Education and Sports Minister Jessica Alupo last week tabled the Higher Education Students Financing Bill, 2013. Sulaiman Kakaire explores the bill's salient features, including clause 22, which requires loan recipients to start repaying at least a year after completing their courses, with or without a job.
Published in the Gazette of July 19, the bill establishes the legal framework for a scheme to finance students who wish to pursue higher education in Uganda.
It also establishes the Higher Education Students Financing Board and a fund to finance the scheme, among other things.
Although the government sponsors 4,000 students at university, tens of thousands of other students have trouble financing their education. In this year's state-of-the-nation address, President Museveni announced that government would give loans to students joining university. Shs 6.5bn was subsequently committed to this scheme in the budget.
The fund will be part of the Higher Education Students Financing Fund (HESF), as established under the proposed law. The HESF includes money appropriated by Parliament for the scheme, grants, donations, endowments or loans received for the scheme, repayments and interests.
Besides providing for students' scholarships, the bill, under clause 15, provides for the establishment of the higher education students financing scheme (loan), which shall cover the tuition, functional fees and research fees.
Who is eligible?
Scholarships will be awarded for higher education in a field of study determined by the board as critical to national and economic development. According to clause 19, the loan scheme is available for only Ugandan students attending institutions of higher learning accredited by the National Council of Higher Education.
The board shall declare courses that qualify for funding. While selecting the courses they will take into account the government policy regarding higher education. This clause could mean that there will be a strong bias towards science courses, as reflected in current government scholarships.
After receiving applications for loans or scholarships, the board would verify the information supplied, before giving its feedback on the application, within 21 working days. The board must give reasons for rejecting an application, and any aggrieved applicant may appeal to the minister.
But successful applicants would then enter a legal undertaking with the board, specifying the amount of money or scholarship awarded. Where a student changes the course, the board shall not be responsible for the additional expense though it has to be notified within 14 days after the institution has approved the change.
Under clause 17, the student loan shall be repaid with an interest which shall be determined by the Finance minister. Under clause 22, a person who has received a student loan shall start repaying the loan and interest at least one year after completing the course.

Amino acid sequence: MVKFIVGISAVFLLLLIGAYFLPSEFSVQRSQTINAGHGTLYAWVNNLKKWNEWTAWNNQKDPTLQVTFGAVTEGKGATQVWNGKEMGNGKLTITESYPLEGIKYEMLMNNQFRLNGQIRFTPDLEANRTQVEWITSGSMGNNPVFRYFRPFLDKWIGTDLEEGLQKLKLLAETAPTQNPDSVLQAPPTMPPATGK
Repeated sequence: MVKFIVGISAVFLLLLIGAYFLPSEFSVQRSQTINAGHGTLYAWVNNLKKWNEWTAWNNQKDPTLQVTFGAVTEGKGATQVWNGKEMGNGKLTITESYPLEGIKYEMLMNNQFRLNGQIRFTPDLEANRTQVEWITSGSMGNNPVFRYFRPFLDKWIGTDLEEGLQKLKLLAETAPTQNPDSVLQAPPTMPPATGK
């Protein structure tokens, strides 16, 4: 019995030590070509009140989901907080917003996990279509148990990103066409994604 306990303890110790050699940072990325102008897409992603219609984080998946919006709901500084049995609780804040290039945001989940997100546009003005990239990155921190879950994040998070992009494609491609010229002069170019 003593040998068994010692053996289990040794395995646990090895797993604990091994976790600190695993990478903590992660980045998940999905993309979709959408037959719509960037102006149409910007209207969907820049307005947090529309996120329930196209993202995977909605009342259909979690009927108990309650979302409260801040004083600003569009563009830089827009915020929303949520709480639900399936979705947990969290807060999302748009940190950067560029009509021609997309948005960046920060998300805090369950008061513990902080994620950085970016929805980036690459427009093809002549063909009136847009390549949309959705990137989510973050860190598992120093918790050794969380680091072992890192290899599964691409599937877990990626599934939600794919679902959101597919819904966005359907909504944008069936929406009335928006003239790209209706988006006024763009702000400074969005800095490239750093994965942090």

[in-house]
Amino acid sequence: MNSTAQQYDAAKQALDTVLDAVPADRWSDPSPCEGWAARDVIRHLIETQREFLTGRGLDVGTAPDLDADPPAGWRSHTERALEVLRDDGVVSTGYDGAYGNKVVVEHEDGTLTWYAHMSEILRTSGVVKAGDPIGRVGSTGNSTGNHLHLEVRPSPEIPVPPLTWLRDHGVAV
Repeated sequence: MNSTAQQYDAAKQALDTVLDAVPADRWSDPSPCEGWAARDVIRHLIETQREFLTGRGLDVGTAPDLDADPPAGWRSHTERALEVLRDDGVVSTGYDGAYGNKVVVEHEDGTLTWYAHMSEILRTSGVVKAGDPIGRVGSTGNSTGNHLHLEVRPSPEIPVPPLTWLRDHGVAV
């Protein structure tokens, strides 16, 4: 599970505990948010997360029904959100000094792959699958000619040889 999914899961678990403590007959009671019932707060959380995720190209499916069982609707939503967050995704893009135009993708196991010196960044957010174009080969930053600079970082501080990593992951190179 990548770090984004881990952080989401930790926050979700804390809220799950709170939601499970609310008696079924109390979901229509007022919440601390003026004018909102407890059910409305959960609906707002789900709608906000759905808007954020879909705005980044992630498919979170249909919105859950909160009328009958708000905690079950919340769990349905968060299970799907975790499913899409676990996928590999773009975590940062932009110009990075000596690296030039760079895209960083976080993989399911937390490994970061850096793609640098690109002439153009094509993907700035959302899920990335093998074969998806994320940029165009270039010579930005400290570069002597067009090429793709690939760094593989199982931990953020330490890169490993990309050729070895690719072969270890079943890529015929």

"For the avoidance of doubt, subsection (1) shall apply whether the person is employed or not," reads clause 22(2).
However, a loan recipient may start repaying the loan before the time specified if they are in position to pay. In addition, the board shall inform the person who received a student loan in writing to start repayment a month before the start date.
"Where a person is not employed and has no income from which deductions may be made for the repayment of the student loan, the person shall within 14 days after receiving the notice under (4) in the prescribed manner, inform the board accordingly," reads part of the bill.
It is mandated for the board to verify the information contained in the notice. Repayment installments will be deducted from the recipients' salary or wages or income, which must not exceed 30 per cent of the net income.
Under clause 24, a student loan beneficiary must inform the board of any employment within 14 days of taking up the job. Under clause 25, any employer who fails to deduct money as repayment, or inform the board about employment of student loan beneficiary, commits an offence and is liable upon conviction to a fine not exceeding Shs 4.8m or up to 10 years' imprisonment or both.
A student who gives false information to the board commits an offence punishable with a fine of Shs 960,000 or 24 months' imprisonment.
The scheme will be managed by the board, chaired by a person with at least 10 years experience in management. the board will also have a representative from the National Council for Higher Education, institutions of higher learning, the ministry responsible for Higher Education, ministry of Finance, students associations, employers' union, private sector as well as an executive director, who will be secretary to the board and in charge of the secretariat. Members will be appointed by the minister responsible for Education.